Impact

The Leukemia Research Foundation's mission is to cure leukemia by funding innovative research, and to support patients and families. Thanks to our donors, we have raised more than $83M in support of this mission.

Research impact

As the nation’s largest nonprofit focused exclusively on funding leukemia research, we have invested millions in research projects worldwide to accelerate the development of new and better treatments and an ultimate cure for leukemia.

$100K

grant amount we award per research project, per year

600+

research projects funded worldwide

88%

of researchers have been awarded additional funding since the grant from us

48%

of funded researchers' findings have resulted in clinical trials or new treatments

Research breakthroughs

Leukemia is a complex disease with dozens of subtypes that differ in clinical presentation and treatment response. Our grants fund a broad range of topics so researchers can investigate leukemia from every angle. Below are some of the scientific advancements made by researchers funded by the Leukemia Research Foundation. For more breakthroughs, visit our News page.

Drug may prevent post-transplant relapse

Drug may prevent post-transplant relapse

Nearly half of acute myeloid leukemia patients relapse after a transplant. Raffaella Di Micco, PhD, from Ospedale San Raffaele in Milan, Italy has uncovered why and is currently exploring the use of an experimental drug that shows promise.

Read the full story.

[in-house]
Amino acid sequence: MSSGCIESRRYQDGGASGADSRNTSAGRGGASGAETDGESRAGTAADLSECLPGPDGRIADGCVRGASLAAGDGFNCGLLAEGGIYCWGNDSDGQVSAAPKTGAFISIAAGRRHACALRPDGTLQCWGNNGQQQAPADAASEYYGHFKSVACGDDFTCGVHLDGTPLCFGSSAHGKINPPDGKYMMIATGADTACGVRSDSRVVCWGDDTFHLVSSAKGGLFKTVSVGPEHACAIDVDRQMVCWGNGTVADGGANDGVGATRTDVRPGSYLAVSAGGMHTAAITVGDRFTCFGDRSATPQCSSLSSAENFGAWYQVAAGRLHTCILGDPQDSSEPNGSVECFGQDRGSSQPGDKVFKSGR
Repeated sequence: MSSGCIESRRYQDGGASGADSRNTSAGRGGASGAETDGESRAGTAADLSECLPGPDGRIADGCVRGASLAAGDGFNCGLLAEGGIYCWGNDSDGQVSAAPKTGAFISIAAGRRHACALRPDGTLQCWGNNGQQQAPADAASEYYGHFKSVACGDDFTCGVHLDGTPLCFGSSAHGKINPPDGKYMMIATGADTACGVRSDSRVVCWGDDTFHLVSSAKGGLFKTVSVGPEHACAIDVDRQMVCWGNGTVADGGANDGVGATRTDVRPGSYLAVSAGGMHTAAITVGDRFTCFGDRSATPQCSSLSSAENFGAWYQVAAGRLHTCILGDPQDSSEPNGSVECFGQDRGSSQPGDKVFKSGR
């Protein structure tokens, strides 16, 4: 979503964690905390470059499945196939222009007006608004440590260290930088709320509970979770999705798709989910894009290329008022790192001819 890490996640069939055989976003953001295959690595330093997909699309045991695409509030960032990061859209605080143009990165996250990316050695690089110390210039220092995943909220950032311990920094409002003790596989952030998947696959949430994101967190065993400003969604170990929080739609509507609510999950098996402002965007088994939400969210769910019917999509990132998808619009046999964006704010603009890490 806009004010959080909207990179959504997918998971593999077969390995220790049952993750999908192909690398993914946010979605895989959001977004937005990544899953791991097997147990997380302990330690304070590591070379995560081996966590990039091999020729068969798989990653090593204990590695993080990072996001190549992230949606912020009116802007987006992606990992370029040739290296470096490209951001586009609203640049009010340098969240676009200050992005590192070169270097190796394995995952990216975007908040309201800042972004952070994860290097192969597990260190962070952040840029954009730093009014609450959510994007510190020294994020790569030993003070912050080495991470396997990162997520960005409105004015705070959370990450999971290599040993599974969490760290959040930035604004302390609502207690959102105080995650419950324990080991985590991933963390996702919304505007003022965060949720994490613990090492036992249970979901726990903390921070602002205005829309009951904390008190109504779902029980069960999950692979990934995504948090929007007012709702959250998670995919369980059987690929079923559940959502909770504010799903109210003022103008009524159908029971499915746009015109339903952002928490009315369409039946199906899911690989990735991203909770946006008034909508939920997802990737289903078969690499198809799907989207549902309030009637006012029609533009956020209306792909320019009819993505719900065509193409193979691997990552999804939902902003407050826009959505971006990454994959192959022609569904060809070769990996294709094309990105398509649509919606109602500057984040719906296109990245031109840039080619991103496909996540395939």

New, safer CAR-T therapy is pending FDA approval

New, safer CAR-T therapy is pending FDA approval

Reshmi Parameswaran, PhD, from Case Western University School of Medicine has developed a new CAR-T therapy that is safer, longer-lasting, and more cost-effective than traditional CAR-Ts. The new therapy is awaiting FDA approval to begin clinical trials.

Read the full story.

Avocados may offer a better leukemia treatment

Avocados may offer a better leukemia treatment

Paul Spagnuolo, PhD, from the University of Guelph has identified a compound in avocados that inhibits an enzyme responsible for cancer cell growth. 

Read the full story.

A new potential targeted therapy for acute leukemia

A new potential targeted therapy for acute leukemia

Daniel Herranz Benito, PhD, from Rutgers Cancer Institute has identified a new targeted therapy for T-cell acute lymphoblastic leukemia that interrupts cancer growth in a lab setting.

Read the full story.

Researcher confirms nutrient’s role in childhood leukemia

Researcher confirms nutrient’s role in childhood leukemia

Iannis Aifantis, PhD, from NYU Langone Health has confirmed diets low in valine slow the progression of T-cell acute lymphoblastic leukemia cancer cells.

Read the full story.

Patient impact

Through our patient-centered approach, access to leukemia experts, and nationwide partnerships, our support programs help patients and their loved ones navigate every step of their cancer journey. Our goal is to provide leukemia patients and their families with a single and trusted source for information, education programs, and support services and connect them with other credible organizations and resources.

$5M+

disbursed in need-based financial support to patients

6.5K+

participants in our patient education programs over the last ten years

87%

of education program participants state they will attend another one of our programs

100%

of financial assistance recipients indicate the funds were extremely helpful to their family